Nine years after 9/11, can anyone doubt that Al Qaeda is simply not that deadly a threat? Since that gruesome day in 2001, once governments everywhere began serious countermeasures, Osama bin Laden's terror network has been unable to launch a single major attack on high-value targets in the United States and Europe. While it has inspired a few much smaller attacks by local jihadis, it has been unable to execute a single one itself. Today, Al Qaeda's best hope is to find a troubled young man who has been radicalized over the Internet, and teach him to stuff his underwear with explosives.

Since Al Qaeda's not effective now it never was a threat! Brilliant.

Patterico, Political Byline, Powerline and others, have similar takes.

At first I was about to say that with writing like this, it's no wonder that Newsweek sold for $1.The more I think about it, 1 dollar seems like overpayment for this sort of foolishness.

4 years

Posted: 06 Sep 2010 04:12 AM PDT

At 1:15 AM she turned 209 weeks old.

Today, isn't really her birthday. However both she and her now 9 year old sister were born Labor Day, so I chose today to write.

What do you feel when your youngest starts school? (Even if it is pre-nursery.)


Well the carefree days of babyhood are mostly gone. She's not a baby. And she'll tell you that - emphatically - if you tell her otherwise. (Unless, she's in a mood when she wants to pretend that she's a baby so you'll cradle her in your arms.)

Last night before she went to bed she put her own "babies" to bed, explaining that one was sharing her blanket with her two "sisters" - who didn't have their own - so they wouldn't be cold. I was very impressed with the generosity of the doll.

It's been awhile since I've done this because as a child reaches a certain point, she doesn't change so much from month to month. Or at least she doesn't change in obvious ways.

So yes I miss the babyness, though I still enjoy watching the new milestones. Such as starting school.


Or egging the challahs.

She has this habit of reaching into the cookie containers and taking one whenever she feels like it. (Not too long ago when one of her friends visited. She helped him to a cookie. Just pulled up a chair, took a cookie and gave it to him.)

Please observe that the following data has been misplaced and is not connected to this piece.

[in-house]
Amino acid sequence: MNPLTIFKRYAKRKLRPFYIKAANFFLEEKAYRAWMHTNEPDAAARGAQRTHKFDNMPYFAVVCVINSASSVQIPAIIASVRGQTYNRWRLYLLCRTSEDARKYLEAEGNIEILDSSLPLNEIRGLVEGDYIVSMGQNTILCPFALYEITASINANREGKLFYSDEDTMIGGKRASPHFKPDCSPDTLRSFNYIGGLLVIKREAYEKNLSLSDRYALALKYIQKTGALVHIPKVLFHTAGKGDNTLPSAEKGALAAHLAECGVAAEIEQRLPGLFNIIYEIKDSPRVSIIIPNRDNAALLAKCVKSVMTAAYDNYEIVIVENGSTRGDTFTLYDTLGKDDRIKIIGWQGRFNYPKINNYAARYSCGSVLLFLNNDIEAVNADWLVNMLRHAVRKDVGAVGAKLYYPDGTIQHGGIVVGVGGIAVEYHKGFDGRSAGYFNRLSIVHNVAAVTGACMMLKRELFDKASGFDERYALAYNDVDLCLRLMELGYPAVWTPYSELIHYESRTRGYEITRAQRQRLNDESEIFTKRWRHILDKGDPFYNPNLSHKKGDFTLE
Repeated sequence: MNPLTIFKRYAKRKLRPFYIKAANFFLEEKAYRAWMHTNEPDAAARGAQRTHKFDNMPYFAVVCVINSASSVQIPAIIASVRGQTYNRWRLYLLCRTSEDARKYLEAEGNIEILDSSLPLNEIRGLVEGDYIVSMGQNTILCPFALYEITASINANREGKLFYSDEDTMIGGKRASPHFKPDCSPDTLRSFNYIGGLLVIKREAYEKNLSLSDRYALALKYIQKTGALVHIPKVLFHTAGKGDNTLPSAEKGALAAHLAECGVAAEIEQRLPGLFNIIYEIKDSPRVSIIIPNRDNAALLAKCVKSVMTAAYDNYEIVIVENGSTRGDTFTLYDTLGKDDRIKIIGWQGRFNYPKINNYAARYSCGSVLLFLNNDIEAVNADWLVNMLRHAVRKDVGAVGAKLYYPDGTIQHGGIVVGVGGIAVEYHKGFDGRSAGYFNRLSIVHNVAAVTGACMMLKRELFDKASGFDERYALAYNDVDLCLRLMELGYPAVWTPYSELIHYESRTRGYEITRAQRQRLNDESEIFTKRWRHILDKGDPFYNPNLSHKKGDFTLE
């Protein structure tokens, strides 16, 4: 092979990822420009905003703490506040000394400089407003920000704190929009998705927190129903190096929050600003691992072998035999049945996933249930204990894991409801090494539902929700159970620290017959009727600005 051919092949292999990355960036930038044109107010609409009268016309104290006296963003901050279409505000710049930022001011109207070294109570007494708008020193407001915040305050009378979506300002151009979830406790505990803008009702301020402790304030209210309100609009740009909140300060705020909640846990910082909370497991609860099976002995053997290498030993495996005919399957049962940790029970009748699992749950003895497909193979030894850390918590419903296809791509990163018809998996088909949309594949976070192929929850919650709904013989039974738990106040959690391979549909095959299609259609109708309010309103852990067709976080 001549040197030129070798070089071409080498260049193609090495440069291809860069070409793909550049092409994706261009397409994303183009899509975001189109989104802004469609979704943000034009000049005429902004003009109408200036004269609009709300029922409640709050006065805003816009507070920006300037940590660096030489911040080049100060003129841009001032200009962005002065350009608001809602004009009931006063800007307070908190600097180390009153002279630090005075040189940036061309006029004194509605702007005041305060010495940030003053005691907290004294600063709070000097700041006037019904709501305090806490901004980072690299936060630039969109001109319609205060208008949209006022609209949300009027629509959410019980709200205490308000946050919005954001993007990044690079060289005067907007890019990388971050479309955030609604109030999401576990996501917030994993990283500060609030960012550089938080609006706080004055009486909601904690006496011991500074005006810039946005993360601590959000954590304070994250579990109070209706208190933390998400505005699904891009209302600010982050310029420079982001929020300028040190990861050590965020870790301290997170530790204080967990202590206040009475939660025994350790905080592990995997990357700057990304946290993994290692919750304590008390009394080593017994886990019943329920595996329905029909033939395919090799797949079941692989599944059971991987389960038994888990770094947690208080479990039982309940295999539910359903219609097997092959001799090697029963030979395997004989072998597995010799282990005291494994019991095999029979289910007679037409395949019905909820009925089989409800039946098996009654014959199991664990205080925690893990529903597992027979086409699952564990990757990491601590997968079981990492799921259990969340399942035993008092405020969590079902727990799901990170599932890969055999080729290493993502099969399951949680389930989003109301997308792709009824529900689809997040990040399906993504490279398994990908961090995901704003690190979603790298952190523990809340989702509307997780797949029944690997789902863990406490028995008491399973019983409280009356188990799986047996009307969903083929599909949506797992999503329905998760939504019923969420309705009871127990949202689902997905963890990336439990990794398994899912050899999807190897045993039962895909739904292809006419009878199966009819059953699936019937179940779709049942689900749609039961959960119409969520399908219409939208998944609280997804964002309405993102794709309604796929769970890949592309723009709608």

She does seem to adjust to new situations well and she loves following around her big (not her biggest) sister and pretending that she's one of the girls. In fact when her Imma dropped her off at school she chose not to be walked in separately, but walked in with the rest of the bigger girls.

So we no longer have a baby, we have a little girl.

Previous related entries: 38 months, 36 months, 35 months, 34 months, 33 months, 32 months, 31 months, 30 months, 29 months,
28 months,
27 months,
26 months,
25 months,
Two years,
23 months,
22 months,
21 months,
20 months,
19 months,
18 months,
17 months,
16 months,
15 months,
14 months,
13 months,
One year,
11 months,
10 months,
9 months,
eight months,
seven months,
six months,
five months,
four months,
three months,
two months,
One month.


Posted: 04 Sep 2010 08:29 PM PDT

Before we visited Niagara, we stopped in Lockport, New York.


Lockport is a stop along the Erie Canal, roughly a half hour west of Buffalo. In addition to seeing some of the locks up close.



(These are the original locks. The Canal's been upgraded with wider locks now in use.)


The real hero of Lockport is a man named Birdsill Holly. Holly was an inventor and entrepreneur. He leased the water power of the canal to build a number of industries in Lockport. Among American inventors, he holds the second greatest number of patents - that's second to Thomas Edison.

Holly's ingenuity led to the creation of three businesses along the canal in Lockport: Holly Manufacturing Company, Richmond Manufacturing Company and Lockport Pulp Company.

All that's left of the Holly Manufacturing Company are the entrance to the tunnels through which the water flowed.

You can enter the what's left of the Lockport Pulp company building and explore the tunnel that brought the water in.

Lockport provided a glipmpse of a fascinating bit of America's industrial history.